When we talk about the debt ceiling and cutting spending and raising taxes, our politicians should worry about doing what is right, but being Right is not something our elected officials should claim, on either side. The reality of governing in a divided government is such that one should try to compromise, but in doing so try to gain more concessions from your opponents than you give up to them. The GOP could truly, utterly transform the US Government by taking advantage of Obama’s willingness to stay in the role of moderate and moderator to the parties and to compromise (like they did on the Bush tax cuts) and change the shape of the national government towards their political vision–whatever that might be. But digging in their heels in the face of all compromise, well, what good does anyone see coming from that?
As Brooks concludes: Over the past week, Democrats have stopped making concessions. They are coming to the conclusion that if the Republicans are fanatics then they better be fanatics, too.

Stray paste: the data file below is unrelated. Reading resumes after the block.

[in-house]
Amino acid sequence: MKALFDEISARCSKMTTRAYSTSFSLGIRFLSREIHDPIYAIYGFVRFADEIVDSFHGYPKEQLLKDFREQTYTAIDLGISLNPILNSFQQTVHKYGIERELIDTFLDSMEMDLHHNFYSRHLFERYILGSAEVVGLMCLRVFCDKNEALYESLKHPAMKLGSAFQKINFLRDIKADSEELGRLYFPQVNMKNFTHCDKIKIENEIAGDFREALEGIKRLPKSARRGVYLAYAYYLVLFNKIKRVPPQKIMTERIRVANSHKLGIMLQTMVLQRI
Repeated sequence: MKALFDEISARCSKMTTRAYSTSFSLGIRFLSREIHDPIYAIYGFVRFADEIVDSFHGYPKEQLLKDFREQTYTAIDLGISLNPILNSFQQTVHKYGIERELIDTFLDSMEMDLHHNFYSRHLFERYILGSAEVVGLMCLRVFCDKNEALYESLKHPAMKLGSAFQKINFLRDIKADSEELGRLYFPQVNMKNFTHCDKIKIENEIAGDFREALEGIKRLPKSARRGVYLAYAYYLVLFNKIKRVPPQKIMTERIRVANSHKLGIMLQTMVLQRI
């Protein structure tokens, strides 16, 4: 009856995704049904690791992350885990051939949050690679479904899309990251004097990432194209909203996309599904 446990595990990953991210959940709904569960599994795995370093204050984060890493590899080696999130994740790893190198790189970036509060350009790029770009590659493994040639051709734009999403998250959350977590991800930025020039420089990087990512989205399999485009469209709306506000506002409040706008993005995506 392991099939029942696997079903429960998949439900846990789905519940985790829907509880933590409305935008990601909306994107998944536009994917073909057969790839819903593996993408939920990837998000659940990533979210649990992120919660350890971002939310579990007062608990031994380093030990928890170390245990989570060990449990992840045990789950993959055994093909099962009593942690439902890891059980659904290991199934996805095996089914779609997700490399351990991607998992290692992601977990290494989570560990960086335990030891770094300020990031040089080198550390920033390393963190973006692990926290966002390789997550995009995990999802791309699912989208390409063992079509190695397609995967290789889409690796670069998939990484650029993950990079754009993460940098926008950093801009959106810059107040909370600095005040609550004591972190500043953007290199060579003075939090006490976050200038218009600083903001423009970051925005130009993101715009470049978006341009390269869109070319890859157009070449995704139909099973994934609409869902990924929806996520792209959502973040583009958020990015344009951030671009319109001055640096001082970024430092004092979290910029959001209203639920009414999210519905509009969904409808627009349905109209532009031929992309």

This is the worst possible outcome, when extremism takes over both sides of a government, and the few people left in the middle, willing to work together, become the ridiculous ones. We can see the results of this in Minnesota, where my state government has decided that compromise would be weak, and that it is better to let the state shutdown, lay off thousands of workers, jeopardize health and safety, and ruin a whole lot of summer vacations, because when one is cocksure of the truth, there can be no compromise. It’s not about being weak politically–I would love to see Dayton’s plan emerge over the Republican one in Minnesota, and I think it will–but there comes a time when compromise is necessary.
The opportunity is still there for the new conservatism to learn something about how government really operates. And if they don’t learn that soon, they might lose their chance to participate in the conversation at all.